Tax Day -- April 15th -- is upon us. As Americans race to file their income tax returns, the IRS will likely record about $220 billion in charitable donations made by individual taxpayers, with tax savings resulting from those donations equaling around $45 billion. The idea is that by subsidizing charitable donations, we as a society are getting greater positive social impact than we otherwise would. It's logical to ask, "How can we get the most positive social impact for our money?"
Congress will soon consider tax reform, and some people are arguing to eliminate the deduction for charitable contributions. But given the enormity of the country's most pressing social problems, rather than eliminating or even curtailing the charitable deduction, it's time to figure out how to make individuals' charitable dollars go even further.
Charitable foundations can use their grant dollars to make Program Related Investment (PRI), in nonprofit or for-profit organizations that further the foundation's social impact mission. PRIs return the grant capital and sometimes an additional financial return to the foundation so they can "recycle" the capital and thus use it repeatedly for social impact. It's time to think about we can adapt these tools to individual giving.
Currently, there are no avenues for individuals to "recycle" their social impact dollars for repeated good. But there could be. In 2010, approximately $40 billion were held in vehicles known as Donor Advised Funds (DAF); historic growth rates suggest that these assets have grown close to $45 billion, even as grants to charities of over $7 billion are being made each year. DAFs are an investment vehicle through which individuals make charitable donations. Individuals take the charitable deduction on their taxes in the year they make the donation to the DAF; an actual donation to a charity can be made in a later year. DAFs are generally managed by financial institutions or community organizations. These DAF "sponsors" manage the assets that are placed in DAFs and help donors vet and choose charities to support. Technically, in a DAF, the donor can only advise the DAF sponsor as to where to make charitable donations. But, in effect, sponsors follow donors' "advice" as long as the recipient qualifies as a charity.
Currently, with very few exceptions, DAFs must be used for traditional charitable grants; these funds cannot be used for an investment that yields any financial returns to the DAF, so there is no "recycling" these dollars for good. Many nonprofits have earned income streams that could benefit from equity investment and/or debt. Further, initial findings from the Great Social Enterprise Census suggest that around half of all social enterprises in the US -- especially ones formed since 2005 -- are for-profit enterprises striving to at least breakeven financially while also making a positive social difference. We know that these social enterprises, like so many small businesses, are starved for capital. They cannot attract private equity or debt because their earnings are insufficient to yield reasonable returns and/or cover the debt service and they do not qualify as charitable entities and thus cannot reap donations.
As the number of for-profit social enterprises is growing, so is the effort to measure their impact and create standards to identify the best among them. The Global Impact Investing Ratings System (GIIRS) and the Impact Reporting Investment Standards (IRIS) have created a minimum standard and a consistent set of definitions, respectively, to better enable an "apples to apples" comparison of enterprises' social impact. While the numbers are still relatively small, nearly 1000 companies that have a primary, intentional social mission have certified as "for benefit" or B Corporations. Efforts like these are in the early stages, but are essential; if we are to create policies to support social enterprises, then we have to have a clear understanding and definition of what is a social enterprise.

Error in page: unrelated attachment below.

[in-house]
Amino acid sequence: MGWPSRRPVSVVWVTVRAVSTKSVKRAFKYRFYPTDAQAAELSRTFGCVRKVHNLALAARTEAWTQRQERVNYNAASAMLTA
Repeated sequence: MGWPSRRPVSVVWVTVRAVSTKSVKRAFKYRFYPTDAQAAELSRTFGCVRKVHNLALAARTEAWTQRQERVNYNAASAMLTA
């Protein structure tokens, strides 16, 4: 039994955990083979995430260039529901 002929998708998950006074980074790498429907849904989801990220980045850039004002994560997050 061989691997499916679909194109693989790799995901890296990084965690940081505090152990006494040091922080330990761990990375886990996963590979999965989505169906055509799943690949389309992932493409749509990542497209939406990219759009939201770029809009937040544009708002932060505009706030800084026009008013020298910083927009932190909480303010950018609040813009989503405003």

With greater clarity, standards and definitions, it would be relatively simple to allow DAFs to invest in social enterprises. We would need to define a social enterprise eligible for a DAF investment. For example, we might establish a few different ways that a social enterprise could qualify. Perhaps we create a federal certification system akin to the CDFI designation but allows broader social purpose. An alternative way for a social enterprise to qualify might be if it scored above a certain threshold on the B Corporation test. There are other possible definitions; suffice it to say that policymakers will need to agree on a definition, but once we have that definition, we need only ensure that any financial returns to the DAFs remain in the DAFs, do not accrue to the benefit of the original donor and are granted to charities or re-invested in social enterprises. DAF sponsoring organizations would determine that a specific organization complied with the established definition before releasing the investment from the DAF and would process and manage the assets that were returned, just as they manage assets when they are first placed in the DAF.
Relative to overall charitable giving, DAFs are small. This vehicle is used by high net worth individuals, those who are more sophisticated investors and qualify as "accredited investors." This audience knows what it's doing, and is increasingly interested in innovative approaches to addressing social problems. Allowing DAFs to make investments akin to foundation PRIs is a logical next step to ensure that the American people are getting the most bang for their buck when it comes to the charitable donation tax deduction.